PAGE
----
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Changing ideas about whether the hydrogen bomb could be made


A negative influence by Bohr and working in secret
Edward Teller Scientist
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Now, I have to interrupt this progress and tell you that in the meantime we had one more very important participant, a negative one. That was Niels Bohr. We had a meeting with him, I believe even before the time that we had the important meeting of Fermi signing the letter. But I remember quite a few of us, not Fermi, but Szilárd and Wigner and Weisskopf and a few others, met with him at Stanford. He told us- Won't go, cannot be done. The active element which- which could do it, is the rare isotope of uranium; uranium 235. His friend, Johnny Wheeler and himself, Bohr, had proved that- We cannot get the material to make an atomic bomb, unless you wanted to turn the whole country into a factory. And incidentally, what we were doing then and there was very wrong. We tried to do it in secrecy and secrecy never worked and never will work. And to violate scientific openness would be a dreadful thing. Bohr was very serious about it. He took us one by one and each of us was to be convinced by Bohr. He did not convince us altogether. We wanted to proceed with it in secrecy and even Fermi agreed, if the others won't publish, we won't. But it was in vain, because in, in the meantime, the ideas also arose in France, to Joliot. He published everything, the possibilities and, at least in part, the work became open. At any rate, with the conference chaired by Briggs, recommending that we go ahead, we did go ahead, slowly. Heard that the British, under the influence of another German refugee, Peierls: they were doing very similar things but with the war effort going on they were very willing to work with us, to come to the United States and do whatever need be done. All this took time, month, many months and sometime arou- in that period, I believe it was still in '39, I first heard of the possibility in which later I was, was to per- participate in a rather thorough manner. I mean, the hydrogen bomb.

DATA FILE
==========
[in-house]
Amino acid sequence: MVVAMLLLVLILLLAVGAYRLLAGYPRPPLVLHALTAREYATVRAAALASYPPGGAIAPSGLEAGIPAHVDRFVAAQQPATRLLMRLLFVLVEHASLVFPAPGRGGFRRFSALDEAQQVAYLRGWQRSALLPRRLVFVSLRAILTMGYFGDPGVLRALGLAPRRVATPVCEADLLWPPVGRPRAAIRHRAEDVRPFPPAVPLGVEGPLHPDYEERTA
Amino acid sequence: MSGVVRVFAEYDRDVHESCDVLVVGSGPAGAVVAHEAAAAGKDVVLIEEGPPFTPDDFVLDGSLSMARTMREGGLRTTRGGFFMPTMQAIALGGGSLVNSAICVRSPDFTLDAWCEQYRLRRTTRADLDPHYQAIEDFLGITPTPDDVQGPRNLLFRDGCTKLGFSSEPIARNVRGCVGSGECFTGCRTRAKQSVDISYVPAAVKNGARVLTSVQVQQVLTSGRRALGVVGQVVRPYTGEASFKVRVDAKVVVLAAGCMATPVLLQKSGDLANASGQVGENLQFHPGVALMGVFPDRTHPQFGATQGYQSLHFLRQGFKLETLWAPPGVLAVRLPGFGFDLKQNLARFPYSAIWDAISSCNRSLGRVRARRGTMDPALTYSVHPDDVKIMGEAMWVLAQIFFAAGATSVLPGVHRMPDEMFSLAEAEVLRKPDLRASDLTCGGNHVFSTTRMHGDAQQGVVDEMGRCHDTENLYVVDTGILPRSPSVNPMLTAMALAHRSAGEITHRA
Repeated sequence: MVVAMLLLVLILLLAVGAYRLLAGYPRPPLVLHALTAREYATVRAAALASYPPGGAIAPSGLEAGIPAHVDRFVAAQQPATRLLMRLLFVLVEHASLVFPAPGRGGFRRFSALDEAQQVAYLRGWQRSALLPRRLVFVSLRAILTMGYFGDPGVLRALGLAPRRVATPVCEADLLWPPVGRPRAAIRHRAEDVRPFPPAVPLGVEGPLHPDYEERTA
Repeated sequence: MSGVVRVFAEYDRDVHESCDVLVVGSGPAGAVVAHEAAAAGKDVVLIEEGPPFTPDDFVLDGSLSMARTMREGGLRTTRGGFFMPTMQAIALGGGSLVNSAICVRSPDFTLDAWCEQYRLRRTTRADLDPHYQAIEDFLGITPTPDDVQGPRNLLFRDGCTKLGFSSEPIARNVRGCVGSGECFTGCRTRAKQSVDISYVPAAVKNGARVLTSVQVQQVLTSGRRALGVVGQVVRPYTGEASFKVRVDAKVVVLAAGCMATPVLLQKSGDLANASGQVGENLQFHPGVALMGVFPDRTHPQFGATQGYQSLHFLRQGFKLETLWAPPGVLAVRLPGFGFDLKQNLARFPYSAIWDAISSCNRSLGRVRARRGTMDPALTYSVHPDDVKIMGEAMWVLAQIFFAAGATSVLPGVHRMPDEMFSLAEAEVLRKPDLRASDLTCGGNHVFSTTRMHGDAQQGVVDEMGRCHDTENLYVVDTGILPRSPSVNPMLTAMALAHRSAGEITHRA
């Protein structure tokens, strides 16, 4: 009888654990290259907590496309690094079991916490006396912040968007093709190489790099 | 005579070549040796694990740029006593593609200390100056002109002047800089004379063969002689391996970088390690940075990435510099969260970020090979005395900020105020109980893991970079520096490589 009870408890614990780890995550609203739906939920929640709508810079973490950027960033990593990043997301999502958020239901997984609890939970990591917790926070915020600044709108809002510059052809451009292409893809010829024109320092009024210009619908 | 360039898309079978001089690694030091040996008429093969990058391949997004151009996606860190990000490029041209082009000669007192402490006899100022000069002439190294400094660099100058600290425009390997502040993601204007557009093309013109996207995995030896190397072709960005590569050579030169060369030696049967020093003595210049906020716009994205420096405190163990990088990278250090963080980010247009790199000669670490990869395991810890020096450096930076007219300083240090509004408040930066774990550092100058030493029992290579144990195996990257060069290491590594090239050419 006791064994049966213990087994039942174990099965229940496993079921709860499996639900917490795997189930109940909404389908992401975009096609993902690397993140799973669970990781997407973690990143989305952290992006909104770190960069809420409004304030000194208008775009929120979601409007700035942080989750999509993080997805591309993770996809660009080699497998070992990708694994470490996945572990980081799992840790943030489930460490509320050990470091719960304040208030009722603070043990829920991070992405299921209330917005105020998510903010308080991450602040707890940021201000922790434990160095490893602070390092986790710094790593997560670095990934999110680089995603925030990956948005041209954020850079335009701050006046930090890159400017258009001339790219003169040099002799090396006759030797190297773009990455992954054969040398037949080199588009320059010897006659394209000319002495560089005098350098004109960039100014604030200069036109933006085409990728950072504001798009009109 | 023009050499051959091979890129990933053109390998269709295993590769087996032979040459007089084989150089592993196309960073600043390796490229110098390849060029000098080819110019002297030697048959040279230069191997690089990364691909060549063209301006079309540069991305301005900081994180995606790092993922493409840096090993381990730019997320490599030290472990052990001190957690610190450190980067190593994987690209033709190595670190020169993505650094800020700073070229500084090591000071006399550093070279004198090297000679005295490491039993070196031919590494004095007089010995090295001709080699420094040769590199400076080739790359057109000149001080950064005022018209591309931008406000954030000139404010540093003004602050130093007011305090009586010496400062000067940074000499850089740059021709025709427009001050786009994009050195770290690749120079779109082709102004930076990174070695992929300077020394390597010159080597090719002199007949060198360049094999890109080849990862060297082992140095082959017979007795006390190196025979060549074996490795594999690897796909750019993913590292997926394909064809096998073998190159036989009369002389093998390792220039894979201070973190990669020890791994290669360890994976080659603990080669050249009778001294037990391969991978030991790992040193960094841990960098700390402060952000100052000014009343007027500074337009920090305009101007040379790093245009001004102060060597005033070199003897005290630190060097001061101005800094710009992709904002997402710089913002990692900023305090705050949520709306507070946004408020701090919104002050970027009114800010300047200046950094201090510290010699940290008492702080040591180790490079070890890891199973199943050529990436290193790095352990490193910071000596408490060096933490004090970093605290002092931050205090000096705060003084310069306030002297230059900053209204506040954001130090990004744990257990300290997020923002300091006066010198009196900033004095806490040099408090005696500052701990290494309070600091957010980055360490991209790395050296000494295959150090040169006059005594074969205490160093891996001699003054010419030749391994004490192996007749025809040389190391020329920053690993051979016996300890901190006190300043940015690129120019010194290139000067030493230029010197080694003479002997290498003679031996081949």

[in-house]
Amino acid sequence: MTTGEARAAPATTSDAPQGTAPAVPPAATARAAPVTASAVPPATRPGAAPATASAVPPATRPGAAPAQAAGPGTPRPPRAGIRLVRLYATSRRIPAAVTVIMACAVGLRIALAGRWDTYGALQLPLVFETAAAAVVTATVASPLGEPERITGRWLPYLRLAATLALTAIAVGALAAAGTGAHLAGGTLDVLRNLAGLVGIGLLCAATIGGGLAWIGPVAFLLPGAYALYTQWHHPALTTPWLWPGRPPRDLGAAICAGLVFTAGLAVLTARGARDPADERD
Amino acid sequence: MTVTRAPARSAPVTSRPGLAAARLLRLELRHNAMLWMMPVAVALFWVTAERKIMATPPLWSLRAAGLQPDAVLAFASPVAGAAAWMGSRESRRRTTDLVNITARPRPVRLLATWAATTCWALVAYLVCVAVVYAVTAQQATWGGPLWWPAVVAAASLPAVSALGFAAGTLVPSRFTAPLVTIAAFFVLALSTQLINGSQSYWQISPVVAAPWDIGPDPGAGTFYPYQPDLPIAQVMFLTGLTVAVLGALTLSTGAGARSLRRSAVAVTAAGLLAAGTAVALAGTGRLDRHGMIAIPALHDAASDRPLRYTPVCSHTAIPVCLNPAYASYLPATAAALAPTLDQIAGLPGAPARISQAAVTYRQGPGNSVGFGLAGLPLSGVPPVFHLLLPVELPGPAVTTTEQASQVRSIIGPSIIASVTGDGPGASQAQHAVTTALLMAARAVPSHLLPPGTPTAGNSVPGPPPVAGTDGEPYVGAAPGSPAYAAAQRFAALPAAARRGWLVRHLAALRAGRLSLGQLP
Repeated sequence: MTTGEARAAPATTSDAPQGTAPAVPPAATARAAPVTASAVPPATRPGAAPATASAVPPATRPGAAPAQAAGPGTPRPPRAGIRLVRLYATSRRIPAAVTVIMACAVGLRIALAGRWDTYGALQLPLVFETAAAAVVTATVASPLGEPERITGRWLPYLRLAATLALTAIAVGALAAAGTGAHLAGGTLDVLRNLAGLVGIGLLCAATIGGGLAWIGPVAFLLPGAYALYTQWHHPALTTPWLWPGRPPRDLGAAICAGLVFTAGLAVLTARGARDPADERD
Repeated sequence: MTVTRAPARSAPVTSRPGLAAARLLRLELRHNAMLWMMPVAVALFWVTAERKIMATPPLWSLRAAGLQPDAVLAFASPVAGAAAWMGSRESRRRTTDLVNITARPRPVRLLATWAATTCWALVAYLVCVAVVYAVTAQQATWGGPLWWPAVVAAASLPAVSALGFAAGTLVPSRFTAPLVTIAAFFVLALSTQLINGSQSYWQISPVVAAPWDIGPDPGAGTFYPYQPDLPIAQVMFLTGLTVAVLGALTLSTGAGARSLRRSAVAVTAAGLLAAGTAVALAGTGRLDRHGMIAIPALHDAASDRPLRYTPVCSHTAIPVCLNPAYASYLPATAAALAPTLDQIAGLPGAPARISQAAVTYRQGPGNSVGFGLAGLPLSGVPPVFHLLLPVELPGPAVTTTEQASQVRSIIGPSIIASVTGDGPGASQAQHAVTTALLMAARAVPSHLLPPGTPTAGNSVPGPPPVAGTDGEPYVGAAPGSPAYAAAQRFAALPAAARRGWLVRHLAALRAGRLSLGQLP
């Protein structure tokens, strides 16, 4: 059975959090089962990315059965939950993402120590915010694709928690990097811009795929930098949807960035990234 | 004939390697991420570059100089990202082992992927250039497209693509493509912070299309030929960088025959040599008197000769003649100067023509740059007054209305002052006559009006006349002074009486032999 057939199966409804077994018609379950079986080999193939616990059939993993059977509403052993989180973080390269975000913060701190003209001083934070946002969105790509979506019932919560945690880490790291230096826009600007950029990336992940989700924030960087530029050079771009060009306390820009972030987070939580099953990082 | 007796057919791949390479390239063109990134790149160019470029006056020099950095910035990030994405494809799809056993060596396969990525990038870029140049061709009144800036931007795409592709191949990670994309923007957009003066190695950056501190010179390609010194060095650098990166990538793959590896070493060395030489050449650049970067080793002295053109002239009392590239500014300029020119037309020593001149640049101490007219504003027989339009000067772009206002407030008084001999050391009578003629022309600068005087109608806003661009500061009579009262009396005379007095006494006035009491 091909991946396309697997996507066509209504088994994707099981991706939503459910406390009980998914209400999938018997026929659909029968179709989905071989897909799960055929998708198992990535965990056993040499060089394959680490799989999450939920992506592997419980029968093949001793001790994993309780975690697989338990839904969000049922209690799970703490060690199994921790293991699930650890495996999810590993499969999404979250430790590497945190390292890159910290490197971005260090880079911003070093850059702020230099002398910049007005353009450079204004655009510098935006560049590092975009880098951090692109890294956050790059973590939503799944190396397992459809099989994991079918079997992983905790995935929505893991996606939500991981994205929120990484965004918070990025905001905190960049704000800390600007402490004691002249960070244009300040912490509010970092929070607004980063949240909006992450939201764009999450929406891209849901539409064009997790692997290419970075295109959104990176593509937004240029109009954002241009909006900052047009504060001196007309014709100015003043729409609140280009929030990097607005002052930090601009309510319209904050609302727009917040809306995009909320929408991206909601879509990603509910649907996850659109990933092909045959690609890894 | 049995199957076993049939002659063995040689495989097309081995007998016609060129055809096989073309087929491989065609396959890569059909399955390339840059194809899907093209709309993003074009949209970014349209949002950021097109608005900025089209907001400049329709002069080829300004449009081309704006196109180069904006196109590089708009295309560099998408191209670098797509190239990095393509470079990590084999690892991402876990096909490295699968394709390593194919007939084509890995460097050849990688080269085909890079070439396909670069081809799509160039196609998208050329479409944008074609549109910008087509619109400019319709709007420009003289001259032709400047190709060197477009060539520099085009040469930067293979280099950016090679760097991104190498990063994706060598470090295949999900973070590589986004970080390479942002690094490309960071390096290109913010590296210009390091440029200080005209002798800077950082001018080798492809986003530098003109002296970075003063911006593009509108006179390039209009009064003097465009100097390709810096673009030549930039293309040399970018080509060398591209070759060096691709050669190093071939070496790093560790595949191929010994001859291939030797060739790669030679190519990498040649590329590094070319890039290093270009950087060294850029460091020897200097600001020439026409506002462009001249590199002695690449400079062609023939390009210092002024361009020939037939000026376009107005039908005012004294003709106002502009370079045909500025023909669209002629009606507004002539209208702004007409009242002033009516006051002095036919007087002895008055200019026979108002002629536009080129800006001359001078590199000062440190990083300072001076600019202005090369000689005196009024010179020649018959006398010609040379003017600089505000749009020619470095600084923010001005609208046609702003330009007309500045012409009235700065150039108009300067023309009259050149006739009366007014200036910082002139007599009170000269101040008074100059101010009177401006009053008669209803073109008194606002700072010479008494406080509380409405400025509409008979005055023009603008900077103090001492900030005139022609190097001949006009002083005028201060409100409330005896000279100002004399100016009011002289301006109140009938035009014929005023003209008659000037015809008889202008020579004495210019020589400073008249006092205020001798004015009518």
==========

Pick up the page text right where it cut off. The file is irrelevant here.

The late Hungarian-American physicist Edward Teller helped to develop the atomic bomb and provided the theoretical framework for the hydrogen bomb. During his long and sometimes controversial career he was a staunch advocate of nuclear power and also of a strong defence policy, calling for the development of advanced thermonuclear weapons.

Listeners: John H. Nuckolls

John H. Nuckolls was Director of the Lawrence Livermore National Laboratory from 1988 to 1994. He joined the Laboratory in 1955, 3 years after its establishment, with a masters degree in physics from Columbia. He rose to become the Laboratory's Associate Director for Physics before his appointment as Director in 1988.

Nuckolls, a laser fusion and nuclear weapons physicist, helped pioneer the use of computers to understand and simulate physics phenomena at extremes of temperature, density and short time scales. He is internationally recognised for his work in the development and control of nuclear explosions and as a pioneer in the development of laser fusion.

Duration: 4 minutes, 42 seconds

Date story recorded: June 1996

Date story went live: 24 January 2008